Foreign convicts imprisoned by Norway’s system / News / The Foreigner

Foreign convicts imprisoned by Norway’s system. The number of foreign criminals arrested in Oslo has doubled in ten years. Legislation has been tightened up, but many are outstaying their welcome because of bureaucracy. Inside a cell in Oslo PrisonInez Dawczyk/The Foreigner“A 476-day average between the court’s verdict and transferring prisoners back to their own country is too long,” Pål K. Lønseth, Labour’s State Secretary at the Minister of Justice told Aftenposten earlier this month. He wants to reduce the period by improving processing times and cooperation with foreign countries. Only 30 of 150 were sent home last year to serve the rest of their sentences.Small change

paal, loenseth, ole, johannesen, oslo, prison, foreign, criminals, bureaucracy, cells, inmates, sentence



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Foreign convicts imprisoned by Norway’s system

Published on Tuesday, 24th August, 2010 at 13:24 under the news category, by Inez Dawczyk.
Last Updated on 24th August 2010 at 13:42.

The number of foreign criminals arrested in Oslo has doubled in ten years. Legislation has been tightened up, but many are outstaying their welcome because of bureaucracy.

Oslo Prison, exterior
Oslo Prison, exterior
Photo: Inez Dawczyk/The Foreigner


A need for change

Inside a cell in Oslo Prison
Inside a cell in Oslo Prison
Inez Dawczyk/The Foreigner
“A 476-day average between the court’s verdict and transferring prisoners back to their own country is too long,” Pål K. Lønseth, Labour’s State Secretary at the Minister of Justice told Aftenposten earlier this month.

He wants to reduce the period by improving processing times and cooperation with foreign countries. Only 30 of 150 were sent home last year to serve the rest of their sentences.

Small change

Foreign prisoners account for about 70 percent of inmates in Oslo Prison. Ole Johannesen, head of Oslo Prison`s C-3 section believes, it`s mainly because some of them feel conditions are quite good. Their cells are much better than where they lived before came to Norway.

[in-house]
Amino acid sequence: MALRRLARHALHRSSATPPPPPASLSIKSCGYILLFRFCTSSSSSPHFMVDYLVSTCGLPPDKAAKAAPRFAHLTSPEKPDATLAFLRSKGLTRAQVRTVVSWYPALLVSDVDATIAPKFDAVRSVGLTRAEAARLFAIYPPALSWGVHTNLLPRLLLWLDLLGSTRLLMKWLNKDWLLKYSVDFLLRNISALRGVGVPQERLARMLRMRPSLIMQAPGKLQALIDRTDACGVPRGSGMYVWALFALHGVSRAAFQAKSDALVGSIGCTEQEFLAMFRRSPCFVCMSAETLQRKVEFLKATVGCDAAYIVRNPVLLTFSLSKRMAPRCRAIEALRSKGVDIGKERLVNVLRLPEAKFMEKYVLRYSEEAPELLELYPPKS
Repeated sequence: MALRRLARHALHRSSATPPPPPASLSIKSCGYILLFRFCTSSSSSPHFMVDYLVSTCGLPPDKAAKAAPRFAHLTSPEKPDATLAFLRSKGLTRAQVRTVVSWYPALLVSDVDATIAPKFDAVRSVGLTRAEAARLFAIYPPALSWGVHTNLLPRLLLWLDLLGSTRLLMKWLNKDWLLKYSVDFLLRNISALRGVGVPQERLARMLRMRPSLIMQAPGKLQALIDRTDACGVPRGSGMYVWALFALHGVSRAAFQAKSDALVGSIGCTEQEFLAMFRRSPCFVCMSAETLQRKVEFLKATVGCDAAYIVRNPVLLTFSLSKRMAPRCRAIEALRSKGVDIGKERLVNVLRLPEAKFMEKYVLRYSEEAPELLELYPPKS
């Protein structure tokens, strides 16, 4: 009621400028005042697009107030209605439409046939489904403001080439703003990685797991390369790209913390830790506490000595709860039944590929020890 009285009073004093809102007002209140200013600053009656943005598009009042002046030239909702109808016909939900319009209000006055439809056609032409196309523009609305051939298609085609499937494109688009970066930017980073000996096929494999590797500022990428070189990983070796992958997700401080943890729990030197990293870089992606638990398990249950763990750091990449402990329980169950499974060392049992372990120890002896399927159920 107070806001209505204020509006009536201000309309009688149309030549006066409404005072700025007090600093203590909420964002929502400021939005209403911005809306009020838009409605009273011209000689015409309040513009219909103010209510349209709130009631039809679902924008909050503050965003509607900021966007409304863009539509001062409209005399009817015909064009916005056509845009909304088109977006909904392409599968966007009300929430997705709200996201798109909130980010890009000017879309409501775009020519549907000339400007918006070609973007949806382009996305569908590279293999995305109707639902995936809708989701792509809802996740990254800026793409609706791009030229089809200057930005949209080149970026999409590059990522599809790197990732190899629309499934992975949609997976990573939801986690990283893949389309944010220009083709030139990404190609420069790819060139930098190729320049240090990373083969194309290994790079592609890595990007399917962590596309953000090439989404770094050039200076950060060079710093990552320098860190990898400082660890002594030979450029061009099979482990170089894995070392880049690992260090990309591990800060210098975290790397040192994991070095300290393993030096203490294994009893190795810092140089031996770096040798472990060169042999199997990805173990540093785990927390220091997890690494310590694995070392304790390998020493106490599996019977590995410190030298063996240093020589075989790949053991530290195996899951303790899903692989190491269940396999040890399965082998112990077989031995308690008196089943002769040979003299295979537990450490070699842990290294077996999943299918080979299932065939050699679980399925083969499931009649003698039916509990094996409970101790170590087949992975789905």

“Prisoners get 50 kroner- a-day in pocket money. Working in the kitchen or the print or craft shop gives them sixty more. It’s not a big sum, but some of them save the money and send it back home, he tells the Foreigner.

Cultural differences

But being a foreigner isn’t easy, according to Johannesen.

Number of foreign criminals in Oslo Jail

  • Somalia 23
  • Nigeria 20
  • Romania 17
  • Lithuania 15
  • Iraq 14
  • Poland 10
  • Chile 9

“Prison workers focus more on helping Norwegian inmates as foreigners serve just part of their sentence here. Very often the situation creates tension between inmates, not just Norwegians and foreigners, but also amongst the foreign immigrants.”

Johannesen adds the situation isn’t helped by the fact that some foreign prisoners don’t speak Norwegian.

“We provide language courses for them to make communicating easier, but sometimes they don’t even speak English. It’s very hard for us to make things work when we cannot find a common language. Ethnic differences make things even more puzzling,” he says.



Published on Tuesday, 24th August, 2010 at 13:24 under the news category, by Inez Dawczyk.
Last updated on 24th August 2010 at 13:42.

This post has the following tags: paal, loenseth, ole, johannesen, oslo, prison, foreign, criminals, bureaucracy, cells, inmates, sentence.





  
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